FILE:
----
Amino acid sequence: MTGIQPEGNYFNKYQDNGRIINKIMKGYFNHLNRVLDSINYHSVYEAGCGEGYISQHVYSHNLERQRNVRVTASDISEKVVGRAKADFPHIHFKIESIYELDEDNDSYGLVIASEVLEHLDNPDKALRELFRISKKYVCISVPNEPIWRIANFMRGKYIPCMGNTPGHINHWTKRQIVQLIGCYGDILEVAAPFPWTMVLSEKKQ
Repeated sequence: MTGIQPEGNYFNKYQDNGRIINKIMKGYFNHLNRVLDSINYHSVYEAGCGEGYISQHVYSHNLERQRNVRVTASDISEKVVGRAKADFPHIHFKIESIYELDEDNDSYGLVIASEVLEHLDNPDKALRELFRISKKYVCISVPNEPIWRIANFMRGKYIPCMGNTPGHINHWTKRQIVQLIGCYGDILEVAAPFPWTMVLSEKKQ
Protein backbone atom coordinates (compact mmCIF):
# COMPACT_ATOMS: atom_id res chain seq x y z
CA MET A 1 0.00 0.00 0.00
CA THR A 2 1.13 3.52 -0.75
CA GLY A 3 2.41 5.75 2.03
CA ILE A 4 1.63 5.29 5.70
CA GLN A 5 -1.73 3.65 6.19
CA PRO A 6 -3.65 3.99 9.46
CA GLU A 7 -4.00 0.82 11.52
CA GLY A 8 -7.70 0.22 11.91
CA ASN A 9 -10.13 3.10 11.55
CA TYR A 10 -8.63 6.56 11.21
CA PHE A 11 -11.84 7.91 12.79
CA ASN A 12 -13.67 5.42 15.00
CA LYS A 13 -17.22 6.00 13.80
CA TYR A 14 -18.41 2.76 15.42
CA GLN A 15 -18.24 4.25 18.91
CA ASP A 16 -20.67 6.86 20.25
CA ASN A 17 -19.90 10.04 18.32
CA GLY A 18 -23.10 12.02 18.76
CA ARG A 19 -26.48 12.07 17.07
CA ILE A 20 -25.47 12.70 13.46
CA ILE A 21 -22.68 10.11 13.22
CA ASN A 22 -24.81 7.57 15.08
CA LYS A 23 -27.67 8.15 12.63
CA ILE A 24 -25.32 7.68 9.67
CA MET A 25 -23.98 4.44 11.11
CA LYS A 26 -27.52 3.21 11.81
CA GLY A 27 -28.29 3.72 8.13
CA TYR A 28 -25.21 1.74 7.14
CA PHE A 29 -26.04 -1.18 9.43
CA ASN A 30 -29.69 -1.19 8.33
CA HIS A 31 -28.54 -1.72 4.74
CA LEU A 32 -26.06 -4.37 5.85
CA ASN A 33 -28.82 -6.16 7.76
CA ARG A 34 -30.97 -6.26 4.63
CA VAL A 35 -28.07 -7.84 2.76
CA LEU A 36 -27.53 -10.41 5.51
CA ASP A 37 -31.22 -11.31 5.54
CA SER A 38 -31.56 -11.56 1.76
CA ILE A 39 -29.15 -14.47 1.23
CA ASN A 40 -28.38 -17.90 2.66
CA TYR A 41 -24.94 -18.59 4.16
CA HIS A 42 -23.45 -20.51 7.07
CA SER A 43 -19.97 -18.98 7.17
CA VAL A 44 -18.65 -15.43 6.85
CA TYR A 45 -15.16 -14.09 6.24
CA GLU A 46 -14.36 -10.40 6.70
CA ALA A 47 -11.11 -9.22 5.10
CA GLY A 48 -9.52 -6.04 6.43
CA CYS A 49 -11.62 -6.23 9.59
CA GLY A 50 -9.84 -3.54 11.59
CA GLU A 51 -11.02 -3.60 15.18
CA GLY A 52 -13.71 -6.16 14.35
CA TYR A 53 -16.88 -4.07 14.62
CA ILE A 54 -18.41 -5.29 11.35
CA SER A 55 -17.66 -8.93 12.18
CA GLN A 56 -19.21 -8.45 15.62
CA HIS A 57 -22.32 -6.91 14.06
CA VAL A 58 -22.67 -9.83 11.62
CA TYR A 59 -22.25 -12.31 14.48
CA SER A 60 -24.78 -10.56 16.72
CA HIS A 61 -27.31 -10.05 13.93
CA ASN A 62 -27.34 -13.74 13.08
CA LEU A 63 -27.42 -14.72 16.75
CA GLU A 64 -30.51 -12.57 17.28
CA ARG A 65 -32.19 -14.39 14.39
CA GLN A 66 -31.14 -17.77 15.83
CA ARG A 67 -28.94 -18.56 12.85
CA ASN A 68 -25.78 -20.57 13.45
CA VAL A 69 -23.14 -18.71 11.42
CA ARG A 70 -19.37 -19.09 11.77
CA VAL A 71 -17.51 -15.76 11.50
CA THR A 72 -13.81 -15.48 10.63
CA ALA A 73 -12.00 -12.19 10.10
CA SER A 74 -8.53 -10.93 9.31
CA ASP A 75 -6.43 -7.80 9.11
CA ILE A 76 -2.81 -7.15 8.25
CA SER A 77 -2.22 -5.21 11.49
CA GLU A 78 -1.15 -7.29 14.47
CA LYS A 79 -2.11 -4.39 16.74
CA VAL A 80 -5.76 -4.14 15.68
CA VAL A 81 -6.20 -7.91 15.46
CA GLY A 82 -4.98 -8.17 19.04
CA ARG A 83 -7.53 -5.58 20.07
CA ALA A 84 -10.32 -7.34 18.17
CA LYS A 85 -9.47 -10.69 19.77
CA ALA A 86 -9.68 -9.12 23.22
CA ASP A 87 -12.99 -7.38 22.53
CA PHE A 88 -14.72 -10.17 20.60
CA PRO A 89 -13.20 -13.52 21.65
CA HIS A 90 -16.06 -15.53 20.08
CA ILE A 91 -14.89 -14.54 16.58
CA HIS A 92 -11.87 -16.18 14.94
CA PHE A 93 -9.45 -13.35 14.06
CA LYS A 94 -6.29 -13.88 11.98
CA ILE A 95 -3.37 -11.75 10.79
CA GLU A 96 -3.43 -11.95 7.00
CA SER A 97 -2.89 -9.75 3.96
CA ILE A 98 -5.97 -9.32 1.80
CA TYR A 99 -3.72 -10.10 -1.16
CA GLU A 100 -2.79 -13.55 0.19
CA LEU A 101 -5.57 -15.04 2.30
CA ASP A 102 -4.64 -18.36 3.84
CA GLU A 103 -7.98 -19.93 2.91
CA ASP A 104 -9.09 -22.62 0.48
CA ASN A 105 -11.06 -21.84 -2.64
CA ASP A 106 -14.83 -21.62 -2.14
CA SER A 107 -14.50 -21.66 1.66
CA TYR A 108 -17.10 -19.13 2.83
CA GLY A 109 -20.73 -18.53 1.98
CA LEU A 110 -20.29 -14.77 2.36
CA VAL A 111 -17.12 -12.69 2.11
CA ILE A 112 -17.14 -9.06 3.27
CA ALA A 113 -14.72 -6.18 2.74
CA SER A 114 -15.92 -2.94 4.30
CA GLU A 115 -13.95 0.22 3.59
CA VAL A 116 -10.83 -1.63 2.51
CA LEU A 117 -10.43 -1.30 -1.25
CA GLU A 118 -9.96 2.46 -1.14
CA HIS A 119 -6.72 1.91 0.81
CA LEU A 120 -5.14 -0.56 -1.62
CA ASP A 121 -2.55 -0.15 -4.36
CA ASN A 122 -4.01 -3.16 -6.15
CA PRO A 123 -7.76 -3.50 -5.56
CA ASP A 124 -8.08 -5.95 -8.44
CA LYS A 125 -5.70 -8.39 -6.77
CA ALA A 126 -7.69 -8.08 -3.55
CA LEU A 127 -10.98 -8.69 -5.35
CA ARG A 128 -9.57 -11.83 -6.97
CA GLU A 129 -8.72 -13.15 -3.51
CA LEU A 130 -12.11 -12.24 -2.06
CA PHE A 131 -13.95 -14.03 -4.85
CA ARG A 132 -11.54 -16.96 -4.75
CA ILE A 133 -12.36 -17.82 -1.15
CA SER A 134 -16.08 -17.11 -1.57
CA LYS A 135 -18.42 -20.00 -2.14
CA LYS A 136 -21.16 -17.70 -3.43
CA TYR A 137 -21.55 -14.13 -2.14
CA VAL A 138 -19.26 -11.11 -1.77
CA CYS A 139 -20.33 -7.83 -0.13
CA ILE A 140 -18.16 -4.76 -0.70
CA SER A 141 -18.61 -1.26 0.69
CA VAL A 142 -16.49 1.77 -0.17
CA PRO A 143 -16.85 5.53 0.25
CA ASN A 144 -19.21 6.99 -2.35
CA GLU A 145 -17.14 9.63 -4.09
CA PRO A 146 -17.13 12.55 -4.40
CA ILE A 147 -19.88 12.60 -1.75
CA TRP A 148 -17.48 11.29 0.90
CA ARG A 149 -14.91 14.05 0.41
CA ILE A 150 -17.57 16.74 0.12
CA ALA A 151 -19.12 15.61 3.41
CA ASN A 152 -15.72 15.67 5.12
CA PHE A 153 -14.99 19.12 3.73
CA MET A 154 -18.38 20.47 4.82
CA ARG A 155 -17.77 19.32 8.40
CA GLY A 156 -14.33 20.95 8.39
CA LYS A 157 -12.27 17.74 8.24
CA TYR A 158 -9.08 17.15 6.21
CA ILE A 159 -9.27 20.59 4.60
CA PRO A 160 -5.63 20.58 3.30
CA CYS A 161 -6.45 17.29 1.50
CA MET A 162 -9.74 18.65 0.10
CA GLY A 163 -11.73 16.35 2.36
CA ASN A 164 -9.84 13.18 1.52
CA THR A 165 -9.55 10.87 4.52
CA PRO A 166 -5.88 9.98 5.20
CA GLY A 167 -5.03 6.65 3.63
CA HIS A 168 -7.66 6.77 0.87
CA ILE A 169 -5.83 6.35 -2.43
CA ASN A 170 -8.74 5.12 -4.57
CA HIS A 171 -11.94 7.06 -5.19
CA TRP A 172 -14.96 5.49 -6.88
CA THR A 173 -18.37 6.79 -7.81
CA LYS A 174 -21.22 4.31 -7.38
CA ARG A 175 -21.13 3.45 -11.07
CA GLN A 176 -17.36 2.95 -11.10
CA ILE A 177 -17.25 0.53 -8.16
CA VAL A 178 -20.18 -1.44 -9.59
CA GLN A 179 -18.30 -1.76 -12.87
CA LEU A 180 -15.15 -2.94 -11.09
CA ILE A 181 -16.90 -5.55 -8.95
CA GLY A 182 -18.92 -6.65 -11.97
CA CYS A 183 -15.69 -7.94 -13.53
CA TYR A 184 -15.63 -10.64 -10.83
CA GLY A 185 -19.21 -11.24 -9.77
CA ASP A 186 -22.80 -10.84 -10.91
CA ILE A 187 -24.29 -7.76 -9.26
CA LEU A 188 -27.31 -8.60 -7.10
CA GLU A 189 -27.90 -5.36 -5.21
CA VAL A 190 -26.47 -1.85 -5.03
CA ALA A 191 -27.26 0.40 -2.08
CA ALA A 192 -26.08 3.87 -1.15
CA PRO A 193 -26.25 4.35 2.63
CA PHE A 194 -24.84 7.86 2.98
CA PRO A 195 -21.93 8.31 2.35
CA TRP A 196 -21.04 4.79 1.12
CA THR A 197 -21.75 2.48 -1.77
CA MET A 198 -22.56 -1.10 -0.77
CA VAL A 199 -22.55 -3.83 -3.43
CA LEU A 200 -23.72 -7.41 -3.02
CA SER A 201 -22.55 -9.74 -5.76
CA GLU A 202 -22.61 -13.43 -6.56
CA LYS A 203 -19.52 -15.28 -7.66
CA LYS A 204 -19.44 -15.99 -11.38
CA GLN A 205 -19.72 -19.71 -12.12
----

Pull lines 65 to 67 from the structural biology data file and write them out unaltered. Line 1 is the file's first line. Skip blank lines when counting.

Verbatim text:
CA HIS A 61 -27.31 -10.05 13.93
CA ASN A 62 -27.34 -13.74 13.08
CA LEU A 63 -27.42 -14.72 16.75